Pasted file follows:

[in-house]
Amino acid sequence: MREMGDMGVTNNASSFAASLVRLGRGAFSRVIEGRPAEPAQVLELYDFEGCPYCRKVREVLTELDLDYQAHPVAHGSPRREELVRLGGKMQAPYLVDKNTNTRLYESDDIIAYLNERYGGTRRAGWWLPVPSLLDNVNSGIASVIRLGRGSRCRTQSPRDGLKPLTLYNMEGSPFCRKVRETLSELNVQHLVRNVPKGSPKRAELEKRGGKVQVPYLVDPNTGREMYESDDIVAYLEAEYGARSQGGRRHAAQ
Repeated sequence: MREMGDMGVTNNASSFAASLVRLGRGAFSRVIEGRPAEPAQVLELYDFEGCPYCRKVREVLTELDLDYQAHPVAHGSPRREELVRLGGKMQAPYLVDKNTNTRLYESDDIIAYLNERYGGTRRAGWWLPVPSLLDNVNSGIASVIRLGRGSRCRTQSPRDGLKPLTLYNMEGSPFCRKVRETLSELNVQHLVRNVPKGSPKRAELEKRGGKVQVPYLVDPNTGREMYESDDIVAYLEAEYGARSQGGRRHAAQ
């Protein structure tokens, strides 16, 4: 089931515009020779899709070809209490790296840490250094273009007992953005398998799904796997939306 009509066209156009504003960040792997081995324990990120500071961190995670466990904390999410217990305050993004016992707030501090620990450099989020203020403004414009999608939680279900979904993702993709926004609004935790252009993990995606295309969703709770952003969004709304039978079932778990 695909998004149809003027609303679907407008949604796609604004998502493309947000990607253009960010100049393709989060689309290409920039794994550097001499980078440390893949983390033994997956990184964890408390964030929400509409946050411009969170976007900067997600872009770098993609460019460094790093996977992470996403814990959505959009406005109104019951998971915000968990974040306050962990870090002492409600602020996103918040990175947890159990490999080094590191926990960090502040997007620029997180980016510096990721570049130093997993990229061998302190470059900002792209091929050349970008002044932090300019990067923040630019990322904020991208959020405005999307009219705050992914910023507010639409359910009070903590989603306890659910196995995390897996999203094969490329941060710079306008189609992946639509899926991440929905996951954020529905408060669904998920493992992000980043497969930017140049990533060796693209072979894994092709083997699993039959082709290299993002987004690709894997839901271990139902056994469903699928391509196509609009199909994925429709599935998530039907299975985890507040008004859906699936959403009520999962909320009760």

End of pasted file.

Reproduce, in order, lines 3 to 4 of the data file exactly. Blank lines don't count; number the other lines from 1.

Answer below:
Repeated sequence: MREMGDMGVTNNASSFAASLVRLGRGAFSRVIEGRPAEPAQVLELYDFEGCPYCRKVREVLTELDLDYQAHPVAHGSPRREELVRLGGKMQAPYLVDKNTNTRLYESDDIIAYLNERYGGTRRAGWWLPVPSLLDNVNSGIASVIRLGRGSRCRTQSPRDGLKPLTLYNMEGSPFCRKVRETLSELNVQHLVRNVPKGSPKRAELEKRGGKVQVPYLVDPNTGREMYESDDIVAYLEAEYGARSQGGRRHAAQ
């Protein structure tokens, strides 16, 4: 089931515009020779899709070809209490790296840490250094273009007992953005398998799904796997939306 009509066209156009504003960040792997081995324990990120500071961190995670466990904390999410217990305050993004016992707030501090620990450099989020203020403004414009999608939680279900979904993702993709926004609004935790252009993990995606295309969703709770952003969004709304039978079932778990 695909998004149809003027609303679907407008949604796609604004998502493309947000990607253009960010100049393709989060689309290409920039794994550097001499980078440390893949983390033994997956990184964890408390964030929400509409946050411009969170976007900067997600872009770098993609460019460094790093996977992470996403814990959505959009406005109104019951998971915000968990974040306050962990870090002492409600602020996103918040990175947890159990490999080094590191926990960090502040997007620029997180980016510096990721570049130093997993990229061998302190470059900002792209091929050349970008002044932090300019990067923040630019990322904020991208959020405005999307009219705050992914910023507010639409359910009070903590989603306890659910196995995390897996999203094969490329941060710079306008189609992946639509899926991440929905996951954020529905408060669904998920493992992000980043497969930017140049990533060796693209072979894994092709083997699993039959082709290299993002987004690709894997839901271990139902056994469903699928391509196509609009199909994925429709599935998530039907299975985890507040008004859906699936959403009520999962909320009760």